A vast landlocked country made up of desert and steppe, or pastureland, Mongolia is the most sparsely populated country in the world, with a population of only 2.7 million. It was once the base of an immense empire which stretched from Poland in the West to Korea in the East. This empire was established by the conquests of Genghis Khan in the 12th century, who was renowned for the brutality of his various campaigns. Following Khan’s death the empire gradually broke up but the exploits of this famous conqueror are still a source of pride in present day Mongolia.
Contemporary Mongolia is currently in a state of economic malaise, as it struggles to develop its economy and utilise the vast untapped natural resources it has at its disposal. The culture of this country is still very much bound by tradition and the nomadic way of life, which remains prevalent in the Mongolian pasturelands, although it is coming under increasing pressure from urbanisation. Along with nomadic culture Buddhism, which is observed by the majority of Mongolians, also has a strong influence on culture and tradition. There are also a small minority of Muslims in Mongolia, mainly in the Kazakh communities in the west of the country.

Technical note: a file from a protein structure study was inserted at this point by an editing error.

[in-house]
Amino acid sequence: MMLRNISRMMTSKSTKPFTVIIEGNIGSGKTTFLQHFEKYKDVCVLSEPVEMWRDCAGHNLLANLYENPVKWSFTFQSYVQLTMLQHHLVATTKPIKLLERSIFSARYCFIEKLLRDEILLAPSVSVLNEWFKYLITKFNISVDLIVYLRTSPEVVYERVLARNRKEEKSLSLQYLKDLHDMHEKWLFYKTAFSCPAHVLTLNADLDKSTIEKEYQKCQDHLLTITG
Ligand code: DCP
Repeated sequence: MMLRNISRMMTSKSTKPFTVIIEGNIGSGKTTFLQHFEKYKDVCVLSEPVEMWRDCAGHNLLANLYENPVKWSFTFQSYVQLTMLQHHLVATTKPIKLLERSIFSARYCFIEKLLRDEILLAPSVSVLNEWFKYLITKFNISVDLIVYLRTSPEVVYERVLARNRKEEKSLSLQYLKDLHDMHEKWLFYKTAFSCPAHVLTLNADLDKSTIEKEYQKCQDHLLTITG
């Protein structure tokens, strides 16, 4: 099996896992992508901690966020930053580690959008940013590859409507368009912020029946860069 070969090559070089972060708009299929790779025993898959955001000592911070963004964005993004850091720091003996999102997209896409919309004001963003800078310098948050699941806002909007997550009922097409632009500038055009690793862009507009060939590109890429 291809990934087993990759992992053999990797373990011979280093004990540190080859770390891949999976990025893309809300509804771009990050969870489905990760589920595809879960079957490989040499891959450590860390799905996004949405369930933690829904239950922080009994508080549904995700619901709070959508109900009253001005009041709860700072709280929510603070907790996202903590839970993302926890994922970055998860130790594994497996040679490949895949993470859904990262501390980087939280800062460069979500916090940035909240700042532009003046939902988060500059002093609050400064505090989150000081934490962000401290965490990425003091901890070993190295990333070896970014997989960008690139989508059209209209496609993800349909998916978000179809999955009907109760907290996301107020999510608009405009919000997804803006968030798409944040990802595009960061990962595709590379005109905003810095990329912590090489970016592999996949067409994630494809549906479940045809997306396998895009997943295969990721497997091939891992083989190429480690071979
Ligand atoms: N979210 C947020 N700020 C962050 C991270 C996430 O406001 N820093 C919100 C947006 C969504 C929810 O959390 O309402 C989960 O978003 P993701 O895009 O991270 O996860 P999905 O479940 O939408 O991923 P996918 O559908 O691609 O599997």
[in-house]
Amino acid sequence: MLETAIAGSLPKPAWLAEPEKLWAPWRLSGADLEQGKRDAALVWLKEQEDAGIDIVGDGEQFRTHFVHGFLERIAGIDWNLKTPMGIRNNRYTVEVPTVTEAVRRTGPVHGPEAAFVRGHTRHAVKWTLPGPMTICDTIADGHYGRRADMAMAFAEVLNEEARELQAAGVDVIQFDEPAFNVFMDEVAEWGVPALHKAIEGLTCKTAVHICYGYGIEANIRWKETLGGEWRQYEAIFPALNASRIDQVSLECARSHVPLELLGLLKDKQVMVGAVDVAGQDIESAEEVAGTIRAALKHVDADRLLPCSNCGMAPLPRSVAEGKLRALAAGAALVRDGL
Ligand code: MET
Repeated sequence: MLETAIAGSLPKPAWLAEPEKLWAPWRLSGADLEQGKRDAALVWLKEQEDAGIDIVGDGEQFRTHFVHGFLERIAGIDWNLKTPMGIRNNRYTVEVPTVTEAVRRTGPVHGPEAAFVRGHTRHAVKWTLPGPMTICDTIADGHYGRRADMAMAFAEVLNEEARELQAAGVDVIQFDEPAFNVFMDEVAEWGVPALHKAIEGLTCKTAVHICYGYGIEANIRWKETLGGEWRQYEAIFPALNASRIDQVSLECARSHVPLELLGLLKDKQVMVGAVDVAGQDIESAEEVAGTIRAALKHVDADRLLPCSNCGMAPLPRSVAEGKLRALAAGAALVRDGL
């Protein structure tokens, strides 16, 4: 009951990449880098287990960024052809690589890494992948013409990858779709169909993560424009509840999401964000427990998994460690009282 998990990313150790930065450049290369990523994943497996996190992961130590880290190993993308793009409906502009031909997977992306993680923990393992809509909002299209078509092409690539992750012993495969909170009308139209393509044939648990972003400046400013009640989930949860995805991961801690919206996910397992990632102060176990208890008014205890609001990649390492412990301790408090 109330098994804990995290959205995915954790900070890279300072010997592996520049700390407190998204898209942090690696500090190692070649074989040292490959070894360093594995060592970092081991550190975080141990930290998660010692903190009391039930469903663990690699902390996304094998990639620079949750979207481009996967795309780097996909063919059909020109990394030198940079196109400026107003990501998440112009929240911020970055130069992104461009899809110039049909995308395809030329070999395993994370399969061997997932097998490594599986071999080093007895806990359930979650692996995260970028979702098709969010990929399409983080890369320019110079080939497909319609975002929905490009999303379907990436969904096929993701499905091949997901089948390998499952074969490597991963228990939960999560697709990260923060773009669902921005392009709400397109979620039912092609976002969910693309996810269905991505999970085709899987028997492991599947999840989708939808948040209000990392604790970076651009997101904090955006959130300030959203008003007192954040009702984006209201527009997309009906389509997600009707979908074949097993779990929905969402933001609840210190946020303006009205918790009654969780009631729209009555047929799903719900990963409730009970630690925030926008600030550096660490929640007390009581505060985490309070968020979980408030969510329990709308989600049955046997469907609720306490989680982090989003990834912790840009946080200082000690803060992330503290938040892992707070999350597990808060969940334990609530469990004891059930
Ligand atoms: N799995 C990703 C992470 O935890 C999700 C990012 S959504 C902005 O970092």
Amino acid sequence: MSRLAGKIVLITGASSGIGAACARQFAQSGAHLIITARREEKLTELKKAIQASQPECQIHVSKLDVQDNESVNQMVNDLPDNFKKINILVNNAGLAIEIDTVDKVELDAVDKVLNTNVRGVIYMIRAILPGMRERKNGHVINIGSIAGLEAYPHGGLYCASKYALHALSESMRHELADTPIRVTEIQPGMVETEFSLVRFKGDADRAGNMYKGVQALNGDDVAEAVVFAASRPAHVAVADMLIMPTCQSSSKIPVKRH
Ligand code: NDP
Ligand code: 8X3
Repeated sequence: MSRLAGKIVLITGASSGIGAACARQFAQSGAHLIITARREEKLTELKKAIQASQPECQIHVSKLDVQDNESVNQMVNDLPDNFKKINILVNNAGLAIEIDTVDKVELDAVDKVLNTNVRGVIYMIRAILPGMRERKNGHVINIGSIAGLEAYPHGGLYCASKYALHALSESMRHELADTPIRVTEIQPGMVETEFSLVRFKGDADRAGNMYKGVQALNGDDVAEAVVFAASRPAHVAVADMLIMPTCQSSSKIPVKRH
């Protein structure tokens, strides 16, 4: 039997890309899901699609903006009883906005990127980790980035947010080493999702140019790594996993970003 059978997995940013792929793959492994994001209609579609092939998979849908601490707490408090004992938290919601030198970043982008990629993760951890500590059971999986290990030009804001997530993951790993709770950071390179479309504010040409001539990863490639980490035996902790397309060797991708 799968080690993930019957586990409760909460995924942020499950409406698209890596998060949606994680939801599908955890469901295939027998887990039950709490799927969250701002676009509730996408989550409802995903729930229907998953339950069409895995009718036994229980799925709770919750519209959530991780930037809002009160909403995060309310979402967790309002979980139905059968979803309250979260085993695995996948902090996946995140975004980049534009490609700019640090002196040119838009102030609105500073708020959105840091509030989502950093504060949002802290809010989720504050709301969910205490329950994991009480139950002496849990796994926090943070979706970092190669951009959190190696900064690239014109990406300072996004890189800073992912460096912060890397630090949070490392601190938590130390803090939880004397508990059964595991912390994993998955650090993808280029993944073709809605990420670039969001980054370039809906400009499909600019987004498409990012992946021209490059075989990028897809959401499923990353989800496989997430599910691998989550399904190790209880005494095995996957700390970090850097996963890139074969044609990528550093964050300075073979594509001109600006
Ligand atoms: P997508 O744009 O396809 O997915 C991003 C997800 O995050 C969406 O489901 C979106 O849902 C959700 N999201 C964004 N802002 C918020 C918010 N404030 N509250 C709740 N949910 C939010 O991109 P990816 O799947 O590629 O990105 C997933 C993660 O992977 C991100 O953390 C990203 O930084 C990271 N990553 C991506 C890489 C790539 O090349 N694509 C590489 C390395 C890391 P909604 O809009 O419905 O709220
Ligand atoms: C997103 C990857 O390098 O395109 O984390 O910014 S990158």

The wild and seemingly unrestrained nature of nomadic life has proved to be a source of fascination for many foreigners, some of whom have written about this culture and the necessity of preserving it. Jasper Becker’s Mongolia evokes the nomads of Mongolia as the successors of Genghis Khan and depicts the ways in which this country has been left behind by the forces of modernity. Shankar Gauri Gupta’s Mongolia: The Land of Blue Heavens is a similar illustration of the Mongolian way of life and its unique connection to the landscape. Several other books have shed light on the distinctiveness of Mongolian culture; these include Lisa Reisch’s The Cave of the Yellow Dog, Jiang Rong’s Wolf Totem and David Treanor’s Mission Mongolia. James Chambers’ Genghis Khan illuminates the life and legacy of this ruthless leader. The Story of the Weeping Camel is a documentary which looks at the precarious nature of nomadic life in Mongolia.